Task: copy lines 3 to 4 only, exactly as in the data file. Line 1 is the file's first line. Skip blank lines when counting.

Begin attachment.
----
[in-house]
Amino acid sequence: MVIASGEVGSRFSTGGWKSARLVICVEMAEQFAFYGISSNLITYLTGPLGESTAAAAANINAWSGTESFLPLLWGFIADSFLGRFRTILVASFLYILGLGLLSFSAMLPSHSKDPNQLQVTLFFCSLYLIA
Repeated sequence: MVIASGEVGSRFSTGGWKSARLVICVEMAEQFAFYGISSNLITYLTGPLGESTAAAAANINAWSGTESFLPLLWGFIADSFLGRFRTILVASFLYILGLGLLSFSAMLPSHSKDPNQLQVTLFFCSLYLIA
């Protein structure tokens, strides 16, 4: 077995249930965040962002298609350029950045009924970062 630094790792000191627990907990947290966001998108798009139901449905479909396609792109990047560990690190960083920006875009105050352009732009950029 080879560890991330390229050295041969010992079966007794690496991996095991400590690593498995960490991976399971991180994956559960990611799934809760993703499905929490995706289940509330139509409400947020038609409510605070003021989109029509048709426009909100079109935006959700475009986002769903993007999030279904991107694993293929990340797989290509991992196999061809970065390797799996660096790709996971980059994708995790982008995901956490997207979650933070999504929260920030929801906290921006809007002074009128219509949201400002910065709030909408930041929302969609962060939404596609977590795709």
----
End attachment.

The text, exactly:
Repeated sequence: MVIASGEVGSRFSTGGWKSARLVICVEMAEQFAFYGISSNLITYLTGPLGESTAAAAANINAWSGTESFLPLLWGFIADSFLGRFRTILVASFLYILGLGLLSFSAMLPSHSKDPNQLQVTLFFCSLYLIA
């Protein structure tokens, strides 16, 4: 077995249930965040962002298609350029950045009924970062 630094790792000191627990907990947290966001998108798009139901449905479909396609792109990047560990690190960083920006875009105050352009732009950029 080879560890991330390229050295041969010992079966007794690496991996095991400590690593498995960490991976399971991180994956559960990611799934809760993703499905929490995706289940509330139509409400947020038609409510605070003021989109029509048709426009909100079109935006959700475009986002769903993007999030279904991107694993293929990340797989290509991992196999061809970065390797799996660096790709996971980059994708995790982008995901956490997207979650933070999504929260920030929801906290921006809007002074009128219509949201400002910065709030909408930041929302969609962060939404596609977590795709």